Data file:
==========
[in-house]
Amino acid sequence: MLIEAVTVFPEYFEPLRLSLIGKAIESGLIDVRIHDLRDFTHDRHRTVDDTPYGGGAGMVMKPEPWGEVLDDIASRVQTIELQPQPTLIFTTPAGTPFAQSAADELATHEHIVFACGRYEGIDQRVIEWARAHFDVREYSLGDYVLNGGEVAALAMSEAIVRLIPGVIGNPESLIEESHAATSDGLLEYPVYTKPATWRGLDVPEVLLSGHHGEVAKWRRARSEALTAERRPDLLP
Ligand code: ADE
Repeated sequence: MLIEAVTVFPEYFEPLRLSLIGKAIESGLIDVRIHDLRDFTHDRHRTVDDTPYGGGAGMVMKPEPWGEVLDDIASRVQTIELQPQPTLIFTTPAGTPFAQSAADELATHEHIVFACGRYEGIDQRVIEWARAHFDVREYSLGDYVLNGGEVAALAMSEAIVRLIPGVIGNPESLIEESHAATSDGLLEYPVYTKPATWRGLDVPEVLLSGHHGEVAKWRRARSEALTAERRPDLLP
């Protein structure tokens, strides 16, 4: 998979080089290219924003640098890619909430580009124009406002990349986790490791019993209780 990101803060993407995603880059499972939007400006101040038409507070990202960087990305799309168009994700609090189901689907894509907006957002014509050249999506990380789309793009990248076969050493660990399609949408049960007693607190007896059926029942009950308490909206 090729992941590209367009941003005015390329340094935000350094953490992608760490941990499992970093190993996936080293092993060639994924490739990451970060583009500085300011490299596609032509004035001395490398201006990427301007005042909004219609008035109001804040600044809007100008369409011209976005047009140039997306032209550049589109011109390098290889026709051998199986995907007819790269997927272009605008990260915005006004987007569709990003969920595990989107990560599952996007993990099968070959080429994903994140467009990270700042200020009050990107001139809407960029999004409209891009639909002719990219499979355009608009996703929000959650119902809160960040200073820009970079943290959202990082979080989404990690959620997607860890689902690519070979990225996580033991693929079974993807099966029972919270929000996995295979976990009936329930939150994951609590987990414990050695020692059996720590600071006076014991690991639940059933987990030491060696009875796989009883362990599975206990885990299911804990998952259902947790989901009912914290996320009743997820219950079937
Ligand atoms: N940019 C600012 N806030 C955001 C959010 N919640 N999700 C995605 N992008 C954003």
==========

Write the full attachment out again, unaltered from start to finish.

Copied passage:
[in-house]
Amino acid sequence: MLIEAVTVFPEYFEPLRLSLIGKAIESGLIDVRIHDLRDFTHDRHRTVDDTPYGGGAGMVMKPEPWGEVLDDIASRVQTIELQPQPTLIFTTPAGTPFAQSAADELATHEHIVFACGRYEGIDQRVIEWARAHFDVREYSLGDYVLNGGEVAALAMSEAIVRLIPGVIGNPESLIEESHAATSDGLLEYPVYTKPATWRGLDVPEVLLSGHHGEVAKWRRARSEALTAERRPDLLP
Ligand code: ADE
Repeated sequence: MLIEAVTVFPEYFEPLRLSLIGKAIESGLIDVRIHDLRDFTHDRHRTVDDTPYGGGAGMVMKPEPWGEVLDDIASRVQTIELQPQPTLIFTTPAGTPFAQSAADELATHEHIVFACGRYEGIDQRVIEWARAHFDVREYSLGDYVLNGGEVAALAMSEAIVRLIPGVIGNPESLIEESHAATSDGLLEYPVYTKPATWRGLDVPEVLLSGHHGEVAKWRRARSEALTAERRPDLLP
């Protein structure tokens, strides 16, 4: 998979080089290219924003640098890619909430580009124009406002990349986790490791019993209780 990101803060993407995603880059499972939007400006101040038409507070990202960087990305799309168009994700609090189901689907894509907006957002014509050249999506990380789309793009990248076969050493660990399609949408049960007693607190007896059926029942009950308490909206 090729992941590209367009941003005015390329340094935000350094953490992608760490941990499992970093190993996936080293092993060639994924490739990451970060583009500085300011490299596609032509004035001395490398201006990427301007005042909004219609008035109001804040600044809007100008369409011209976005047009140039997306032209550049589109011109390098290889026709051998199986995907007819790269997927272009605008990260915005006004987007569709990003969920595990989107990560599952996007993990099968070959080429994903994140467009990270700042200020009050990107001139809407960029999004409209891009639909002719990219499979355009608009996703929000959650119902809160960040200073820009970079943290959202990082979080989404990690959620997607860890689902690519070979990225996580033991693929079974993807099966029972919270929000996995295979976990009936329930939150994951609590987990414990050695020692059996720590600071006076014991690991639940059933987990030491060696009875796989009883362990599975206990885990299911804990998952259902947790989901009912914290996320009743997820219950079937
Ligand atoms: N940019 C600012 N806030 C955001 C959010 N919640 N999700 C995605 N992008 C954003």